Designer/Creative

  • Focus on consistency early on in your process. If you are creating a brand, a design system or a style guide, use this opportunity to choose color pallets that will be uniform across your brand.
  • Use this same approach of consistency when selecting typography. The WCAG has a clear list of text specific guidelines to make this straightforward. Knowing this information upfront makes it easier to set guidelines in place that can be followed during handoffs to development and post launch.

UX/UI Designer

  • Implement logical and clear navigation. Also ensure sitemaps are included on your website. When diving into a site’s structure, even if it already exists, find ways to make it simpler. Even if that means simplifying the copy.
  • Make sure button, links and controls are large enough for the user to interact with. This is especially important on mobile. Users may have difficulty keeping their hands steady or are using alternatives to make selections on a screen or computer.
  • UI designers can make sure they have adequate color contrast in designs. Tools like Stark are compatible with Sketch and Adobe XD, offering a colorblind simulation and a contrast website accessibility checker.

Digital Marketer

  • When creating content and copy for the website use clear and concise language. Try to avoid idioms and jargon. This is incredibly useful for functional copy like navigation titles.
  • Assist developers with writing alt text for images. Alt text is a description of an image that can be read aloud with the assistant of screen readers, helping users who are visually impaired.

Project Manager

  • Promote your team to read up on accessibility, or if time is limited, provide the team with quick resources regarding the topic.
  • Have knowledge of the functionality that is being implemented in your project that aids accessibility. Be able to further explain with the client the importance of accessibility.

Developer

  • Set up a logical tab navigation or focus states for users who navigate a site with only their keyboard. Best practice is to navigate sequentially through content.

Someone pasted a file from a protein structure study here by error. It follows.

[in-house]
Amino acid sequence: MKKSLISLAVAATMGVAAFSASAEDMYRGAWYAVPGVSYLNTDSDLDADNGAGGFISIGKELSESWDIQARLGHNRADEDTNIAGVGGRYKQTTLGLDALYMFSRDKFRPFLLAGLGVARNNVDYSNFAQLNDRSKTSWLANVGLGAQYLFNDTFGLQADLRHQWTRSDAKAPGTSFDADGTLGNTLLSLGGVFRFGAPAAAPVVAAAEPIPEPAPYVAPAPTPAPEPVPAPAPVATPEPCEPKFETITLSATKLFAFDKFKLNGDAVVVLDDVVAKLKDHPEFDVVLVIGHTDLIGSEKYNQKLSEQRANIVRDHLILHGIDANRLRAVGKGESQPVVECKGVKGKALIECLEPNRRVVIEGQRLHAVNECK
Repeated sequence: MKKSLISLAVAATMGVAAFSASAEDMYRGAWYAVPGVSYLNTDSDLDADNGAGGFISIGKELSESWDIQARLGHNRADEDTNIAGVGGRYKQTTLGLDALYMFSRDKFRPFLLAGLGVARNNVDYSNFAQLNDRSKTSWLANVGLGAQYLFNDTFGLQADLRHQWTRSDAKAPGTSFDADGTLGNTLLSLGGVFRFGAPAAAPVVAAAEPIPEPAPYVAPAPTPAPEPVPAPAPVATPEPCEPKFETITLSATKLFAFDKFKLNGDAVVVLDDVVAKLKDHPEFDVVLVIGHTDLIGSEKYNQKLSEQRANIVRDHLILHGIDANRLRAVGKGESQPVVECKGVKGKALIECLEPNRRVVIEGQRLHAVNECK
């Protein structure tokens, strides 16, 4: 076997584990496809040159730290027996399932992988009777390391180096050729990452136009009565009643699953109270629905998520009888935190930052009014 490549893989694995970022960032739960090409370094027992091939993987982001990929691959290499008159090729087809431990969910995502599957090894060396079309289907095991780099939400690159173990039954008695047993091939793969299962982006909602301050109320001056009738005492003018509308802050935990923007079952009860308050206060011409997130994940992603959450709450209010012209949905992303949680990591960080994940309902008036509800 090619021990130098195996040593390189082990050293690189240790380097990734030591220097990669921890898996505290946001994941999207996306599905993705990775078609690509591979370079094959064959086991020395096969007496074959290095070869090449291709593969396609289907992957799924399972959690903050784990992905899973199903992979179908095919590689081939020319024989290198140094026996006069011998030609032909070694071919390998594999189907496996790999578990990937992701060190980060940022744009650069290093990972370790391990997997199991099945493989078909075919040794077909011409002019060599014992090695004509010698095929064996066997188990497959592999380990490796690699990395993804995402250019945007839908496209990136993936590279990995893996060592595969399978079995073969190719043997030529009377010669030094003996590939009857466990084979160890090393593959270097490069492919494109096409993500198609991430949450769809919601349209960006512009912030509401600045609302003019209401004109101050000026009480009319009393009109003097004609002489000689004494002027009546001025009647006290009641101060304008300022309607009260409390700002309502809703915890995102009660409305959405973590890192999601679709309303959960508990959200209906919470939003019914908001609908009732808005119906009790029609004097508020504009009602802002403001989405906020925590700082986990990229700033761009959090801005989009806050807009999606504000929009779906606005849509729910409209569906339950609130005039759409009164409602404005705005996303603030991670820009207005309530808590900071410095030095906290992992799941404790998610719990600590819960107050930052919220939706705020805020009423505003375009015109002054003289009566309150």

• Use developer tools to confirm accessibility standards are being met. Chrome DevTools offers an outline of their accessibility features.

I urge you to begin using these web accessibility initiatives in your day-to-day projects. I hope this has inspired you to dive deeper into web accessibility guidelines and to go beyond meeting the basic requirements. Implementing accessibility is a mindset that is cultivated over time.

How to Not Suck at Collaboration How to Not Suck at Collaboration

How to Not Suck at Collaboration

Culture, Design, UX

The Hype

This year was my first time attending the MidwestUX conference (MWUX). I was excited to be a part of an engaging conference that my teammates have discussed ever since I joined the team. Prior to leaving for Cincinnati, I had outlined the talks that interested me most. Day One, I was most excited to hear Karen VanHouten speak on why we overlook the process of collaboration. In her speaker bio, she insisted on aiding us with an applicable system to confront obstacles around collaboration. Her insight and enthusiasm for this topic did not disappoint.

How Do You Approach the Topic of Collaboration?

Karen’s approach as a speaker was different and refreshing. Karen’s talk resonated with the audience because of her ability to be candid and real with us. She did not sugar coat the situations that exist in our professional world. She introduced us to the uncomfortable problems that she witnessed within her own organization. We were all on the same level. Karen described what it is like working on an energetic team with varying personalities, and how it can make it tough to engage everyone to contribute responsibly and respectfully. She created a continuum to represent different personalities that are often in the room—the ‘wallflower’, the ‘mensch’, and the ‘antagonist’ (please note that Karen’s choice of wording here was a different ‘A’ word, but for the purposes of this blog, I will keep it on a higher level). Her continuum is outlined below.

Karen VanHouten's Collaboration Continuum

Karen says, ‘It’s difficult to call foul when we all seem to be playing by a different set of rules.’